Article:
The Catholic Health Association outlined broad policy goals it will bring to the new Congress Feb. 8 at the Catholic Social Ministry Gathering.

The "high-level principles," as explained by Clay O'Dell, CHA's director of advocacy, include ensuring that each person has health benefits covering essential services through each stage of life; achieving health equity by delivering the same level and quality of care to "everyone in our nation without exception"; and addressing the additional access and affordability needs of low-income families and individuals.

O'Dell also listed issues that dovetail with those priorities: ensuring access, coverage and affordability for all; ensuring a strong safety net; strengthening aging and chronic care services; protecting life and ensuring conscience protection; and improving the health and well-being of communities.

He spoke at length about eliminating disparities in health care access and services during the session, titled "Responding to the Call."

"We also have that unique mission and identify and a lot of that comes into this advocacy priority," O'Dell said. "The CHA and our members are very much focused on what you are working on," he told participants.

"One of the buzzwords in health care we hear a lot are the social determinants of health," he said. "We focus on it as a social justice issue as well."

One of the areas CHA works on is immigration. "That intersects with the health care of all regardless of immigration status," O'Dell said, taking in the Deferred Action on Childhood Arrivals program and border and related migration issues. "Those are all social justice issues that we work on closely with our Catholic partners," he said.

"A good environment can affect health, and a bad environment can affect health."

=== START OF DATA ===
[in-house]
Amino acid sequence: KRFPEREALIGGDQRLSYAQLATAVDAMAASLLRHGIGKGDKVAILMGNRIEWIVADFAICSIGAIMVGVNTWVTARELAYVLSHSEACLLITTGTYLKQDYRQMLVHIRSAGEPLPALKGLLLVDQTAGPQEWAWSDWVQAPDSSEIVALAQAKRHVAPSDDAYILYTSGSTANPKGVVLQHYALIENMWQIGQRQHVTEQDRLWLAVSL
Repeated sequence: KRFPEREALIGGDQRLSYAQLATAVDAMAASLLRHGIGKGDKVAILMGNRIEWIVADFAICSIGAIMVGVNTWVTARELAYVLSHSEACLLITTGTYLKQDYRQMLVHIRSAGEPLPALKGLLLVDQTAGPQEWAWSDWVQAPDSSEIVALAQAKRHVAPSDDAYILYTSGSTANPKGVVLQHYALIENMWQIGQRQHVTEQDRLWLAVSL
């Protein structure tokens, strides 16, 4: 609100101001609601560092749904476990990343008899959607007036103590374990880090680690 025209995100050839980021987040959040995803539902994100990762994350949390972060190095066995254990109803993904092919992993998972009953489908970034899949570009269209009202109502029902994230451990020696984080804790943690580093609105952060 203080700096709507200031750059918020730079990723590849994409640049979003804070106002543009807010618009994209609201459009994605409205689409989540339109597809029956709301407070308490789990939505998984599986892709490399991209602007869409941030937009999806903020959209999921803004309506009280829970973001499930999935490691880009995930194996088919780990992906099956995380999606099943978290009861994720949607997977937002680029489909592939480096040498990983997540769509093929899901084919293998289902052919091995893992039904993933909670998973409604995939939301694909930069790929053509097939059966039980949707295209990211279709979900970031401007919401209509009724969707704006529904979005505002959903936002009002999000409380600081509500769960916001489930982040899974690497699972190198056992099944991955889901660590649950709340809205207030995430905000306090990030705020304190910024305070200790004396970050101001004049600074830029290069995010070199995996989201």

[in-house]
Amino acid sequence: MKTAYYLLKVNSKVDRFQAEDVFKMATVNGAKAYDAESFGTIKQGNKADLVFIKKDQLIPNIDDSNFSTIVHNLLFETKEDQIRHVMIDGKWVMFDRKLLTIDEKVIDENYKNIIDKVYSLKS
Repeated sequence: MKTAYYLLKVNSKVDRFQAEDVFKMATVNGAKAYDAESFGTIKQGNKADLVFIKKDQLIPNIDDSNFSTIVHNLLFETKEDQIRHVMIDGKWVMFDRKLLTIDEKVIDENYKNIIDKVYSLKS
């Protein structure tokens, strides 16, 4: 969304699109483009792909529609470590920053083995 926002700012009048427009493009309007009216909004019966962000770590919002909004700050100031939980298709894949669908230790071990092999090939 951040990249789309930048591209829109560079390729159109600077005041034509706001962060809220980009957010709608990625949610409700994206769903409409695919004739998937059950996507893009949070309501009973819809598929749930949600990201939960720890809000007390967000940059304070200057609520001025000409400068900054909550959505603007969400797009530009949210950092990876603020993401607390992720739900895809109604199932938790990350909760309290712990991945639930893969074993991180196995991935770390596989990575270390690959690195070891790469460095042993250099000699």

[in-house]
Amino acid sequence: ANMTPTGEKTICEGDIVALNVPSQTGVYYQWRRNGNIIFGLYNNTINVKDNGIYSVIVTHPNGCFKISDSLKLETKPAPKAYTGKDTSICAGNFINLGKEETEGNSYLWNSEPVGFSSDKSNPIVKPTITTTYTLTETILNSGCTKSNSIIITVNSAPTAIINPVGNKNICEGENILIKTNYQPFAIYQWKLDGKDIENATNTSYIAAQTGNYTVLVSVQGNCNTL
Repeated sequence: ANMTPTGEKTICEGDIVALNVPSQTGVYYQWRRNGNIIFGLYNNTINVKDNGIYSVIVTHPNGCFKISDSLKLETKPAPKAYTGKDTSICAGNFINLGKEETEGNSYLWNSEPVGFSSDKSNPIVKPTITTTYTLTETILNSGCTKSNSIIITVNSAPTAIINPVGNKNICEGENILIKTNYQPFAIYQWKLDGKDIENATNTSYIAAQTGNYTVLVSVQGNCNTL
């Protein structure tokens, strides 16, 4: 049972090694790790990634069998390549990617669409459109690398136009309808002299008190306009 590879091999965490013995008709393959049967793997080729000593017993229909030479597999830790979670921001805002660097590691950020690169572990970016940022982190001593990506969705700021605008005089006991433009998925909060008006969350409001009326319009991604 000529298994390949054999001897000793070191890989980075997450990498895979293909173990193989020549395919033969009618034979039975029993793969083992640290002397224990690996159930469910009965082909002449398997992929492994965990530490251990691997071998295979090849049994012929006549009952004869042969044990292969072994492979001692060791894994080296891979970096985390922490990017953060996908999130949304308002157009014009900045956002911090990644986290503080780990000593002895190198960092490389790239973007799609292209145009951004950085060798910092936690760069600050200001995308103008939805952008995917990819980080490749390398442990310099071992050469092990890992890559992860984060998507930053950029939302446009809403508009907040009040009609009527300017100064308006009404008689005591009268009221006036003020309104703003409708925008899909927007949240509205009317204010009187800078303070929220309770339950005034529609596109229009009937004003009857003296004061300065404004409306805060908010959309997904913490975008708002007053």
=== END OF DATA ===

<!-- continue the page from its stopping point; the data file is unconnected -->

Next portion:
O'Dell said the CHA should have its legislative portfolio finalized by the end of February.

Of immediate concern during the coronavirus pandemic is support for front-line providers, strengthening the national and global COVID-19 vaccination effort, and protecting and expanding health coverage, according to Paulo Pontemayor, CHA director of government relations.

To CHA's list Pontemayor added addressing health disparities, promoting equity, protecting immigrant families, bolstering the social safety net, and the support of maternal care, behavioral health and access to quality palliative care.

"Hopefully, in the next two weeks we'll get language" in a bill to be considered in Congress, Pontemayor said. There is no telling when either chamber would consider such a bill, he said, adding: "Unemployment insurance is expiring. When given a deadline, that's when Congress chooses to act."

Kathy Curran, CHA's director of public policy, discussed CHA's "Confronting Racism by Achieving Health Equity Initiative," which was announced Feb. 4. Curran said 23 of CHA's largest members have already committed to the initiative.

It includes "immediate action to achieve COVID-19 health equity, and long-term systemic change for health equity," Curran said, meaning "putting our own house in order, building right and just relationships with our communities, and advocating change to end health disparities and systemic racism."

This takes in "how we hire, how we promote -- what we've been doing already, but we need to step it up," she said, adding, "We need to step our cultural competency programs for our employees, and many of our systems have understood and will undertake programs in conscious bias."

Curran said, "Through our community benefit program, we have many good relations with community groups, but this takes it to a new level."

CHA represents more than 2,200 hospitals, nursing homes and long-term care facilities across the country.